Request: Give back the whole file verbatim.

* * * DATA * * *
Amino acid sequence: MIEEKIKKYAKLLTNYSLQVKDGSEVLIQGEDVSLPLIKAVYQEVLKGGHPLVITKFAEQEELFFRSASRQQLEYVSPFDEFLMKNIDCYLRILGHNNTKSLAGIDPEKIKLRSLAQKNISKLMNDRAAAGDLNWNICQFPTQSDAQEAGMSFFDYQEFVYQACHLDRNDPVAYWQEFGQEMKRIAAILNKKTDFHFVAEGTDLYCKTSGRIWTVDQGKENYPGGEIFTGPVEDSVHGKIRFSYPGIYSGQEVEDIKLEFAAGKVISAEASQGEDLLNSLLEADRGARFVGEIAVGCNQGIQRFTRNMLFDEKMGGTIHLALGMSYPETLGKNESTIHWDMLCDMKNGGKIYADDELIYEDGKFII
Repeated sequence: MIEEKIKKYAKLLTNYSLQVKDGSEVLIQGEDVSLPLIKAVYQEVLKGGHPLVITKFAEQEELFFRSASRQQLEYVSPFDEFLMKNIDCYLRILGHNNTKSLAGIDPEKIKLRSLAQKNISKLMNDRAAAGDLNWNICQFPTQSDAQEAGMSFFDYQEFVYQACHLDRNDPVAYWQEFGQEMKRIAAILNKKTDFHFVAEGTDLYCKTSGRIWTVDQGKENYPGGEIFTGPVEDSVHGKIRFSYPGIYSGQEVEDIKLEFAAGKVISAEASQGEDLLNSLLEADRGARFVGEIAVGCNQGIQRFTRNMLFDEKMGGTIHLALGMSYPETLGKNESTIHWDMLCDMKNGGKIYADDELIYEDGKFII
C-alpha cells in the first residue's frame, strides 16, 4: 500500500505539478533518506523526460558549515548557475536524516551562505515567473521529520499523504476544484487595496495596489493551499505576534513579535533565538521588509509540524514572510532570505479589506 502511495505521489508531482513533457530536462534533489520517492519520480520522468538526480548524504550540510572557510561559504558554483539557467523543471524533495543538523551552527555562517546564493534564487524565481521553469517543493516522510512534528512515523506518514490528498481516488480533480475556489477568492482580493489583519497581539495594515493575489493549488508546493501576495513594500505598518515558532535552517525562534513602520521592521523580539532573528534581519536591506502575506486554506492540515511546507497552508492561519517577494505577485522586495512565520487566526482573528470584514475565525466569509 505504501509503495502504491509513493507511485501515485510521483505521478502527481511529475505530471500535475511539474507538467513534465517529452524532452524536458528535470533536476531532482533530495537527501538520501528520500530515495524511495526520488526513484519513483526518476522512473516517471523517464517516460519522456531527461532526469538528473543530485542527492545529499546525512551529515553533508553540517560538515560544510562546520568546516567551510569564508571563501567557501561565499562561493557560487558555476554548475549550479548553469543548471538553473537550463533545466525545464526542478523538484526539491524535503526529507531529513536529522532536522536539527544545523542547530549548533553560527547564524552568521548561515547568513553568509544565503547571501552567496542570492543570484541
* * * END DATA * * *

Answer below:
Amino acid sequence: MIEEKIKKYAKLLTNYSLQVKDGSEVLIQGEDVSLPLIKAVYQEVLKGGHPLVITKFAEQEELFFRSASRQQLEYVSPFDEFLMKNIDCYLRILGHNNTKSLAGIDPEKIKLRSLAQKNISKLMNDRAAAGDLNWNICQFPTQSDAQEAGMSFFDYQEFVYQACHLDRNDPVAYWQEFGQEMKRIAAILNKKTDFHFVAEGTDLYCKTSGRIWTVDQGKENYPGGEIFTGPVEDSVHGKIRFSYPGIYSGQEVEDIKLEFAAGKVISAEASQGEDLLNSLLEADRGARFVGEIAVGCNQGIQRFTRNMLFDEKMGGTIHLALGMSYPETLGKNESTIHWDMLCDMKNGGKIYADDELIYEDGKFII
Repeated sequence: MIEEKIKKYAKLLTNYSLQVKDGSEVLIQGEDVSLPLIKAVYQEVLKGGHPLVITKFAEQEELFFRSASRQQLEYVSPFDEFLMKNIDCYLRILGHNNTKSLAGIDPEKIKLRSLAQKNISKLMNDRAAAGDLNWNICQFPTQSDAQEAGMSFFDYQEFVYQACHLDRNDPVAYWQEFGQEMKRIAAILNKKTDFHFVAEGTDLYCKTSGRIWTVDQGKENYPGGEIFTGPVEDSVHGKIRFSYPGIYSGQEVEDIKLEFAAGKVISAEASQGEDLLNSLLEADRGARFVGEIAVGCNQGIQRFTRNMLFDEKMGGTIHLALGMSYPETLGKNESTIHWDMLCDMKNGGKIYADDELIYEDGKFII
C-alpha cells in the first residue's frame, strides 16, 4: 500500500505539478533518506523526460558549515548557475536524516551562505515567473521529520499523504476544484487595496495596489493551499505576534513579535533565538521588509509540524514572510532570505479589506 502511495505521489508531482513533457530536462534533489520517492519520480520522468538526480548524504550540510572557510561559504558554483539557467523543471524533495543538523551552527555562517546564493534564487524565481521553469517543493516522510512534528512515523506518514490528498481516488480533480475556489477568492482580493489583519497581539495594515493575489493549488508546493501576495513594500505598518515558532535552517525562534513602520521592521523580539532573528534581519536591506502575506486554506492540515511546507497552508492561519517577494505577485522586495512565520487566526482573528470584514475565525466569509 505504501509503495502504491509513493507511485501515485510521483505521478502527481511529475505530471500535475511539474507538467513534465517529452524532452524536458528535470533536476531532482533530495537527501538520501528520500530515495524511495526520488526513484519513483526518476522512473516517471523517464517516460519522456531527461532526469538528473543530485542527492545529499546525512551529515553533508553540517560538515560544510562546520568546516567551510569564508571563501567557501561565499562561493557560487558555476554548475549550479548553469543548471538553473537550463533545466525545464526542478523538484526539491524535503526529507531529513536529522532536522536539527544545523542547530549548533553560527547564524552568521548561515547568513553568509544565503547571501552567496542570492543570484541